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United States Court of Appeals, Seventh Circuit.

Shomas T. WINSTON, Plaintiff-Appellant, v. Larry FUCHS, et al., Defendants-Appellees.

No. 20-1643

Decided: December 08, 2020

Before FRANK H. EASTERBROOK, Circuit Judge, DANIEL A. MANION, Circuit Judge, AMY J. ST. EVE, Circuit Judge Shomas T. Winston, Pro Se Gabe Johnson-Karp, Attorney, Office of the Attorney General, Wisconsin Department of Justice, Madison, WI, for Defendants - Appellees


Shomas Winston, a federal inmate, was disciplined after he violated an order not to contact a female psychologist. Before violating that order, Winston had filed an unsuccessful grievance to contest the order. Winston now sues prison staff, accusing them of violating the First Amendment by disciplining him in retaliation for his grievance. The district court entered summary judgment for the defendants. The record undisputedly shows that the discipline occurred because Winston violated the no-contact order, so we affirm.

After requesting therapy from his prison's psychological services unit, Winston insisted that a woman treat him. He visited twice with a male psychologist, but was later scheduled to visit Dr. Ana Becerra, a female psychologist. Afterward, he sought appointments with only her. He told her that, although her treatment helped him, he requested her, in part, because she was a woman. Disturbed by this comment, Dr. Becerra and her supervisor, Dr. Daniel Huneke, read Winston's inmate file and learned that at another prison Winston had verbally harassed a female psychologist. In Winston's file, that psychologist also wrote “to alert future treatment providers” that Winston told her that he thought about her “all the time” and was attracted to her. After reading this, Dr. Huneke transferred Winston back to a male psychologist. Nonetheless, Winston repeatedly sought Dr. Becerra's services. He came to her office unscheduled six times in one month to seek treatment from her. She and Dr. Huneke reminded Winston that he had been reassigned to a male psychologist. Winston responded, “What if it is not about psychological services?”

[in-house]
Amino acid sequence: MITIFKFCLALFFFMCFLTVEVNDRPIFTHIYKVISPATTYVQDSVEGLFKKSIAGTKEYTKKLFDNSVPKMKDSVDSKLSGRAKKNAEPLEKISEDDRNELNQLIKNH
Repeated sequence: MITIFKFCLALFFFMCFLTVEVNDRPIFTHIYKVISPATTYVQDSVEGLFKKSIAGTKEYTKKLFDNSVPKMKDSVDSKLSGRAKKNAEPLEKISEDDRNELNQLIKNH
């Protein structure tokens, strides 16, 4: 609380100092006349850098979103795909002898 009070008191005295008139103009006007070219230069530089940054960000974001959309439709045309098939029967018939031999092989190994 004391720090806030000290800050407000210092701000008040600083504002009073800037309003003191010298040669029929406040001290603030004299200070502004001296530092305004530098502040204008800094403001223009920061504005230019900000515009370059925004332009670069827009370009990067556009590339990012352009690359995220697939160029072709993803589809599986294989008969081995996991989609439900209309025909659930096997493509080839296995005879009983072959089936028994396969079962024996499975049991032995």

Winston continued to insist on treatment from female psychologists, leading to an order that he desist from seeking them out. He asked for any clinician other than his assigned male psychologist because, he said, the man resembled his dead stepbrother. Winston also tells us that another inmate accused of soliciting female psychologists was allowed to meet with them. Dr. Huneke denied Winston's request. He explained that, before Winston met Dr. Becerra, he saw the male psychologist without complaint, and because the other psychologists were all women, Dr. Huneke was concerned that, in light of Winston's documented past, he might harass them. Winston later contacted a second female clinician anyway; she told him to see his assigned psychologist. Dr. Huneke then ordered Winston to “discontinue [his] requests to meet with female ․ staff members.” If Winston disobeyed, Dr. Huneke warned, he would issue a conduct report. Winston complained about this order to the warden, who did not intervene, and to the security director, Larry Fuchs, who Winston says advised him not to file a grievance.

Winston filed an unsuccessful grievance against Dr. Huneke, anyway, for ordering him not to contact female staff. While the grievance was pending, Winston asserts, he and Dr. Huneke crossed paths near the library, and Dr. Huneke told Winston that he “shouldn't have filed.” An examiner denied Winston's grievance and advised him to discuss his concerns with the psychological services unit. Winston responded by contacting Dr. Becerra personally and seeking her help.